Keyword:

Light from the Sidra

Vayakhel

Exodus 35:1 - 38:20

After the awful events of Sidra Ki Tissa, Vayakhel comes as a breath of fresh air. How willing the people were to bring their offerings for the construction of the Tabernacle! Moses told the people what was needed and day after day the gifts piled up. From the lowest to the highest the people brought what they could, and those with skill to weave and sew made the cloths and coverings of skins needed.

And what about the women who gave their mirrors! In one brief statement in 38:8 the devoted daughters of Israel met daily at the entrance of the tent of meeting to be useful in God’s service. They freely gave their bronze mirrors to make the laver of bronze (the kiyor) which contained water for the priests to wash. There was a real sacrifice, and how many ladies would do it? For these daughters of Israel it was more important to be clean spiritually than to look good. What a good example they set.

We are told that in the end the people had to be restrained from bringing as they had given more than enough. What a healthy spiritual condition the people are in when they have to be held back from giving! God loves a cheerful giver. After the event of the golden calf this must have delighted the LORD as their repentance was shown so earnestly. We are not told that everyone in Israel responded, but obviously many did. It was surely a high point in Israel’s sojourn at Sinai. How do you give to God? Cheerfully or grudgingly?

When Moses records all this he stresses to us that the people gave willingly, from their hearts. This was the most important element. A few were able to contribute the expensive stones on which the names of Israel would be engraved; most brought much less. But what mattered was the heart attitude of each giver.

A famous teacher was once sitting in the temple with some of his disciples, next to the chest in which the people put their gifts. Many who came gave large amounts. Then a poor widow came up and put two small coins of very little value into the box. The teacher commented that she had put in more than all the others, because what the rich had given cost them little, but what she gave was all that she had at that time. What matters to God is not the amount we give but our willingness to give and the personal cost to us.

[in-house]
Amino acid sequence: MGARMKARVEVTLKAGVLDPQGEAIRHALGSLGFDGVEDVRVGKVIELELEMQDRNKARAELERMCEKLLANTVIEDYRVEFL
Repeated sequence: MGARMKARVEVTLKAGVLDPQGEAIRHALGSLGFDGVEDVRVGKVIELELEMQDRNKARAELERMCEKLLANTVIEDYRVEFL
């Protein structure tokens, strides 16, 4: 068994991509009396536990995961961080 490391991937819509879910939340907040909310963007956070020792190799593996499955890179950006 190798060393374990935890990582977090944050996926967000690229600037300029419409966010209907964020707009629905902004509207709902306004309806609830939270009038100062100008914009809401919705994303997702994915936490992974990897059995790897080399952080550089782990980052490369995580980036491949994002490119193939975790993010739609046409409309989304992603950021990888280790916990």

How different this is to what many other rabbis teach about mitzvot. They recognise that many do not find it easy to do good things, especially Baal t’shuvah. To encourage good deeds they say it does not matter whether you feel like doing good, just do it and you will grow to be more willing. This is a dangerous teaching because it provides an excuse for mere outward religion and hypocrisy. This is what had happened in the days of Isaiah, who spoke against the religious practices of the people with these words from the LORD, “This people draw near, and with their mouth and their lips do honour me, but have removed their heart far from me, and their fear of me is a commandment of man learned by rote” (29:13). People were going through the motions because their teachers just gave them a lot of rules to keep, and the consequence was that their hearts were not in their worship.

From King David’s words of repentance in Psalm 51 it is clear that even actions commanded by God are no good without a right attitude of heart, “You have no pleasure in burnt offerings. The sacrifices of God are a broken spirit”. But David goes on to say that when the heart is right God is pleased with such offerings, “Then you will delight in the sacrifices of righteousness.”

The right approach, when we are aware that our hearts are hard and unwilling, is not to just go on regardless, but to come humbly before God and confess our sin and to cry to him to give us a heart of flesh instead of a heart of stone. He can do what we cannot do. David knew this, which is why he prayed, “Create in me a clean heart O God, and renew a steadfast spirit within me.”


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